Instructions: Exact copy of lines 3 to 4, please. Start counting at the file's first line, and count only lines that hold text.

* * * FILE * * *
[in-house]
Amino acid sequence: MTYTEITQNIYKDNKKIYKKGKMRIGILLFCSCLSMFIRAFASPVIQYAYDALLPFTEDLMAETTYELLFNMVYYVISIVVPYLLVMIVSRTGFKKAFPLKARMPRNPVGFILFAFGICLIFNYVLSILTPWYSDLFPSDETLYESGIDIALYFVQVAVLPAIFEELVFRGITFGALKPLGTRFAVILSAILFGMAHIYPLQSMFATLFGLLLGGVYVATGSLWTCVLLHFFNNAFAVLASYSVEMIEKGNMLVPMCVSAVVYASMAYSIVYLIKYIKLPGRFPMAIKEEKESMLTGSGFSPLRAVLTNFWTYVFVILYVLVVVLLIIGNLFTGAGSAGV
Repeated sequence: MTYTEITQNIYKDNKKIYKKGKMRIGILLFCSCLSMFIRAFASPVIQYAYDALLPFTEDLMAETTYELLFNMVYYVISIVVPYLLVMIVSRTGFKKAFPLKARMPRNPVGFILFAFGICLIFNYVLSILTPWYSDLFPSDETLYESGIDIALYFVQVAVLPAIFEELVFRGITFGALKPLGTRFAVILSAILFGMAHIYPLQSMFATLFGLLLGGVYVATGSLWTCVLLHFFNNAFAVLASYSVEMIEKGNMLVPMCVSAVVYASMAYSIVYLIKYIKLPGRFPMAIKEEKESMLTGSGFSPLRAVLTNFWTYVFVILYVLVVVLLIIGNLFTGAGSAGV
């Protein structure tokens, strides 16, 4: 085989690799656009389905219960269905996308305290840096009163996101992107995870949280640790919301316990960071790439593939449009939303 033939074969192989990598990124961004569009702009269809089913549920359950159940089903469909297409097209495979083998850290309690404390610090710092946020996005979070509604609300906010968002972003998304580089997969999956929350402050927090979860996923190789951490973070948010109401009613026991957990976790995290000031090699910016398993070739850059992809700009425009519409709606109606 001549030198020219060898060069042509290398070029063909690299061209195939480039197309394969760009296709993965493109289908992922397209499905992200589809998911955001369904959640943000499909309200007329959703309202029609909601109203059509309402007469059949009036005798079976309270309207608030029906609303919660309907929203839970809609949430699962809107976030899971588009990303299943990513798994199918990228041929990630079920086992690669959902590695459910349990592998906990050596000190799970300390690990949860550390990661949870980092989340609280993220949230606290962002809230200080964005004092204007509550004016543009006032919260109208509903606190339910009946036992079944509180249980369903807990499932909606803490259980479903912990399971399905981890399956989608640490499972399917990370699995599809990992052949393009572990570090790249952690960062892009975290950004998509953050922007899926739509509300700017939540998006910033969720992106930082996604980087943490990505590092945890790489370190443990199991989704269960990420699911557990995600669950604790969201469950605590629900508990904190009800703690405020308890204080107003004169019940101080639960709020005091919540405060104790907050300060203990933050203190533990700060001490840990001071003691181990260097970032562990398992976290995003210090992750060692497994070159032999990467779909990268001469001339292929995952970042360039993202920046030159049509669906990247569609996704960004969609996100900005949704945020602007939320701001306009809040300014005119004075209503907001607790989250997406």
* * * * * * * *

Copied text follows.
Repeated sequence: MTYTEITQNIYKDNKKIYKKGKMRIGILLFCSCLSMFIRAFASPVIQYAYDALLPFTEDLMAETTYELLFNMVYYVISIVVPYLLVMIVSRTGFKKAFPLKARMPRNPVGFILFAFGICLIFNYVLSILTPWYSDLFPSDETLYESGIDIALYFVQVAVLPAIFEELVFRGITFGALKPLGTRFAVILSAILFGMAHIYPLQSMFATLFGLLLGGVYVATGSLWTCVLLHFFNNAFAVLASYSVEMIEKGNMLVPMCVSAVVYASMAYSIVYLIKYIKLPGRFPMAIKEEKESMLTGSGFSPLRAVLTNFWTYVFVILYVLVVVLLIIGNLFTGAGSAGV
């Protein structure tokens, strides 16, 4: 085989690799656009389905219960269905996308305290840096009163996101992107995870949280640790919301316990960071790439593939449009939303 033939074969192989990598990124961004569009702009269809089913549920359950159940089903469909297409097209495979083998850290309690404390610090710092946020996005979070509604609300906010968002972003998304580089997969999956929350402050927090979860996923190789951490973070948010109401009613026991957990976790995290000031090699910016398993070739850059992809700009425009519409709606109606 001549030198020219060898060069042509290398070029063909690299061209195939480039197309394969760009296709993965493109289908992922397209499905992200589809998911955001369904959640943000499909309200007329959703309202029609909601109203059509309402007469059949009036005798079976309270309207608030029906609303919660309907929203839970809609949430699962809107976030899971588009990303299943990513798994199918990228041929990630079920086992690669959902590695459910349990592998906990050596000190799970300390690990949860550390990661949870980092989340609280993220949230606290962002809230200080964005004092204007509550004016543009006032919260109208509903606190339910009946036992079944509180249980369903807990499932909606803490259980479903912990399971399905981890399956989608640490499972399917990370699995599809990992052949393009572990570090790249952690960062892009975290950004998509953050922007899926739509509300700017939540998006910033969720992106930082996604980087943490990505590092945890790489370190443990199991989704269960990420699911557990995600669950604790969201469950605590629900508990904190009800703690405020308890204080107003004169019940101080639960709020005091919540405060104790907050300060203990933050203190533990700060001490840990001071003691181990260097970032562990398992976290995003210090992750060692497994070159032999990467779909990268001469001339292929995952970042360039993202920046030159049509669906990247569609996704960004969609996100900005949704945020602007939320701001306009809040300014005119004075209503907001607790989250997406």